Russian bass-baritone Yevgeny Nikitin was tossed from his upcoming engagement singing Wagner at the Bayreuth Festival. It was discovered that he has had an enormous swastika tattoo on the right side of his chest and a Nazi "life rune" on his arm. (In recent years Nikitin has tried to cover the swastika up with another tattoo, though he claims in an email to a German newspaper, "It was not clear to me that the symbols that I have tattooed on my chest could have any connotations.") But in the statement released by the festival, the singer says that he "was not aware of the extent of the irritation and offence these signs and symbols would cause."
Meanwhile, Nikitin himself released a statement in Russian Monday explaining that the chest tattoo "never had anything to do with the swastika ... I never wanted to have a swastika on my body." He now claims it was always an "eight-pointed star."
But in a televised interview with ZDF, Nikitin says in English that getting those tattoos was just part of the "good, crazy things" that he did in "childhood" amid the heavy metal "underground culture" he loved. Meanwhile, an editorial in the newspaper Frankfurter Allgemeine Zeitung (in German) charges that the festival is being cynical about the scandal, given its own historic ties to the Third Reich.
A Parterre blogger, "m. croche," spotted an interview by a Russian journalist for Germany's Deutsche Welle. The interviewee is a prominent body art artist in Berlin, who points out that the left side of Nikitin's chest is still covered with another symbol closely associated with the Nazis, the "Algiz rune." The artist says that serious tattooists in Germany follow an "honor code" and would never tattoo such a symbol (link in Russian).
Zachary Woolfe went to Bayreuth to dig deeper into this whole mess, and opens his New York Times piece with a trenchant obervation: Nikitin was at the festival to sing the title role in Wagner's Flying Dutchman — an opera "about a man with a secret, a youthful mistake that he spends a long, long time paying for." (Nikitin is still scheduled to appear in Lohengrin at the Bavarian State Opera in November and in Parsifal at the Met in February.)
Onwards, finally and blessedly, to other topics. Here's an interview in India's Deccan Chronicle with conductor Zubin Mehta, a Parsi native of Mumbai. Among the rather frank highlights: He is very keen to conduct a concert in the troubled and disputed Indian state of Jammu and Kashmir, confesses that he "never really enjoyed living in New York" [though he was music director of the NY Phil for 13 years] and that he finds audiences in China "strange ... almost 10,000 of them attend a concert and they come with their sandwiches and keep SMSing [texting]."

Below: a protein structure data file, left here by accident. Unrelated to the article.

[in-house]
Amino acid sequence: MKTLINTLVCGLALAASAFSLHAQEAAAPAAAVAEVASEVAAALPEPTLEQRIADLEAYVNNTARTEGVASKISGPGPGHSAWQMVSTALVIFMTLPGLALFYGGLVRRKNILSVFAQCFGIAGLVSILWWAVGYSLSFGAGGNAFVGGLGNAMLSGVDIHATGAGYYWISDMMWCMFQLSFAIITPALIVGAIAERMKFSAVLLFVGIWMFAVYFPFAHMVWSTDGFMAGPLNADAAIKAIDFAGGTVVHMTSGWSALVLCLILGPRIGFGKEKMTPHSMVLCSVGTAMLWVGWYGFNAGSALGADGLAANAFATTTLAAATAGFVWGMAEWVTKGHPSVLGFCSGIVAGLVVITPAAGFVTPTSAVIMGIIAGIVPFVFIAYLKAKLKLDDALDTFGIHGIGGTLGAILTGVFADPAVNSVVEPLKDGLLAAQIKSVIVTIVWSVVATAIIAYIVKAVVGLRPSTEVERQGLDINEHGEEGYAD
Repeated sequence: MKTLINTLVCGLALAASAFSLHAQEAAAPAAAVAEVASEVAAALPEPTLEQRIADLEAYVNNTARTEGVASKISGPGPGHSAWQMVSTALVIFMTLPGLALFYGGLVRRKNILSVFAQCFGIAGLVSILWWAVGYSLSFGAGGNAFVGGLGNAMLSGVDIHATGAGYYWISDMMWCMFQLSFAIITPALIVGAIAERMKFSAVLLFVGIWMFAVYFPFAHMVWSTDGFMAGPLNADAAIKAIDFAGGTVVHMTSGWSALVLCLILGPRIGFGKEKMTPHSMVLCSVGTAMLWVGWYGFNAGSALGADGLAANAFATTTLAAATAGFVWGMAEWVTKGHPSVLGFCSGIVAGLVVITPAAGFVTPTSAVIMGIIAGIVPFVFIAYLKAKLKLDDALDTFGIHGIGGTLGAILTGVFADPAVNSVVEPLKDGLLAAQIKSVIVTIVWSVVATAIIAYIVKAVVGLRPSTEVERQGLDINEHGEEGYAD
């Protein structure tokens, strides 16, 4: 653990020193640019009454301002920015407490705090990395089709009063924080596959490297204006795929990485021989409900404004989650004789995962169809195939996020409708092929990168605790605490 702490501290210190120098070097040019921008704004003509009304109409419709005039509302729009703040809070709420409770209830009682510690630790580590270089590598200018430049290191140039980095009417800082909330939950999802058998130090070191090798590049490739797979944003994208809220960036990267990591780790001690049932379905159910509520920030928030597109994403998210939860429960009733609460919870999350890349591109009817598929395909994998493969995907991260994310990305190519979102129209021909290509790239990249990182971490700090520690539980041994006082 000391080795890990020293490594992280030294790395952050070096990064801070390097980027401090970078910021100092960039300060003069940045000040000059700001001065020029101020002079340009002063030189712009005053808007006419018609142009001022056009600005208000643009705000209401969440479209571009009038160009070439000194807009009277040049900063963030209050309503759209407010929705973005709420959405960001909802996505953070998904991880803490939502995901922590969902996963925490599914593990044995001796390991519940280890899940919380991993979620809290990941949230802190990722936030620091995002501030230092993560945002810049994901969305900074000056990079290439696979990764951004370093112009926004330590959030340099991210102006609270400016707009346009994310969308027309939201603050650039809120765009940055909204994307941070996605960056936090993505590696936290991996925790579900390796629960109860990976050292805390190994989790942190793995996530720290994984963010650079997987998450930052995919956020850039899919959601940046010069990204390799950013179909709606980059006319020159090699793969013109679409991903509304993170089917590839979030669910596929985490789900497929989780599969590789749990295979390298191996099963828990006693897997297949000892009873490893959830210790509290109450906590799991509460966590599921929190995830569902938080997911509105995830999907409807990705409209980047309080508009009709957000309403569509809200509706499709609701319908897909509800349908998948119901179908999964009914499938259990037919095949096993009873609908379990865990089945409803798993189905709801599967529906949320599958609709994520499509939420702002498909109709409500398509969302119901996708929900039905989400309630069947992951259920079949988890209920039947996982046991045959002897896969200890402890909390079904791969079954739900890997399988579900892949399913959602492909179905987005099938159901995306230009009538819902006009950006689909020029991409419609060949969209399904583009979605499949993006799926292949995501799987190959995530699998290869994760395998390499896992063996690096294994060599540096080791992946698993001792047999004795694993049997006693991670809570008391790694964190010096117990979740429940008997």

Daniel Barenboim's West-East Divan Orchestra was supposed to play at the Mount of Olives on July 31st in a concert arranged by UN Middle East envoy Robert Serry. The concert has been postponed indefinitely due to objections raised by the Palestinian Campaign for the Academic and Cultural Boycott of Israel and the Palestinian National and Civil Work Committee. The latter group wrote that such an event builds "normalisation bridges without acknowledging the Palestinian people's right of self-determination and the right of return, and without the refusal of its (Israeli) members to serve in the Israeli army."
In his written response, Serry counters that the concert "would have sent a strong message that Palestinians must be able to experience their cultural rights and freedoms in the unique city of Jerusalem, which the United Nations believes must emerge as the open capital of two states, living side by side in peace and security."
Speaking of politics: The musicians of the Minnesota Orchestra have voted to publicly oppose their state's proposed marriage amendment, which appears on the ballot this fall. The amendment intends to limit the definition of marriage to the union of one man and one woman.
Opera Australia is catching heat for not making its 2013 Ring cycle more accessible. Although it all but sold out completely within hours of going on sale, the minimum price was U.S. $600 — and priority access went to donors and sponsors. The company has not announced how much the cycle is costing them to mount, but estimates are in the U.S. $15-20 million range.
You know it's the dog days of the summer season when critics interview ushers. Here's the Cleveland Plain Dealer's Zachary Lewis on "the unsung heroes of the concert hall," who recount episodes ranging from medical emergencies to a patron snacking on a bucket of fried chicken.
Among the celebs who carried the Olympic torch in London this week was Esa-Pekka Salonen. Quoth the composer/conductor: "My whole worry was whether my pants would stay up, because the outfit was kind of one-size-fits-all. That certainly would have made things exciting!"
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